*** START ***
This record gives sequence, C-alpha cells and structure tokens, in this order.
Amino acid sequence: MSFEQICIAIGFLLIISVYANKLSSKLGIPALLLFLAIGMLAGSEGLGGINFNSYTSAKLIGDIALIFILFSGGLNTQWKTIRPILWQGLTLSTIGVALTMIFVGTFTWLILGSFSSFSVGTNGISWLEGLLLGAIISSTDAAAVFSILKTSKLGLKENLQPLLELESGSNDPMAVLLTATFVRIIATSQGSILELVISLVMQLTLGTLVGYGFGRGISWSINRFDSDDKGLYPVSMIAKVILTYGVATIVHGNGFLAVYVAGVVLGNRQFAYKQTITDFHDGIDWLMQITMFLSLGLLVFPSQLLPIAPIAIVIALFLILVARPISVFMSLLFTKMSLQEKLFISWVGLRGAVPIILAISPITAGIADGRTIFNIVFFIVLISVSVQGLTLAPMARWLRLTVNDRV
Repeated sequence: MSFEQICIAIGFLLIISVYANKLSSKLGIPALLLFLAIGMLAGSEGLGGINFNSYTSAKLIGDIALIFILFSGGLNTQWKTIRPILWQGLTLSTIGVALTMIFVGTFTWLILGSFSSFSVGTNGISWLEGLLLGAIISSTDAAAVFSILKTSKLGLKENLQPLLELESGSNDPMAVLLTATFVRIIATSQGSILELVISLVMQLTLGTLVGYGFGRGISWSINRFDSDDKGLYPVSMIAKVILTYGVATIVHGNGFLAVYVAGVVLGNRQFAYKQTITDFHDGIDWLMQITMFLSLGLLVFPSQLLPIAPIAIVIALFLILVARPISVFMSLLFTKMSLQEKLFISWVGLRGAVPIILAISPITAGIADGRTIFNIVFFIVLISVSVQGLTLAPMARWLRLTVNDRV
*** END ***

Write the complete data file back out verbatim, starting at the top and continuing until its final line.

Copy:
This record gives sequence, C-alpha cells and structure tokens, in this order.
Amino acid sequence: MSFEQICIAIGFLLIISVYANKLSSKLGIPALLLFLAIGMLAGSEGLGGINFNSYTSAKLIGDIALIFILFSGGLNTQWKTIRPILWQGLTLSTIGVALTMIFVGTFTWLILGSFSSFSVGTNGISWLEGLLLGAIISSTDAAAVFSILKTSKLGLKENLQPLLELESGSNDPMAVLLTATFVRIIATSQGSILELVISLVMQLTLGTLVGYGFGRGISWSINRFDSDDKGLYPVSMIAKVILTYGVATIVHGNGFLAVYVAGVVLGNRQFAYKQTITDFHDGIDWLMQITMFLSLGLLVFPSQLLPIAPIAIVIALFLILVARPISVFMSLLFTKMSLQEKLFISWVGLRGAVPIILAISPITAGIADGRTIFNIVFFIVLISVSVQGLTLAPMARWLRLTVNDRV
Repeated sequence: MSFEQICIAIGFLLIISVYANKLSSKLGIPALLLFLAIGMLAGSEGLGGINFNSYTSAKLIGDIALIFILFSGGLNTQWKTIRPILWQGLTLSTIGVALTMIFVGTFTWLILGSFSSFSVGTNGISWLEGLLLGAIISSTDAAAVFSILKTSKLGLKENLQPLLELESGSNDPMAVLLTATFVRIIATSQGSILELVISLVMQLTLGTLVGYGFGRGISWSINRFDSDDKGLYPVSMIAKVILTYGVATIVHGNGFLAVYVAGVVLGNRQFAYKQTITDFHDGIDWLMQITMFLSLGLLVFPSQLLPIAPIAIVIALFLILVARPISVFMSLLFTKMSLQEKLFISWVGLRGAVPIILAISPITAGIADGRTIFNIVFFIVLISVSVQGLTLAPMARWLRLTVNDRV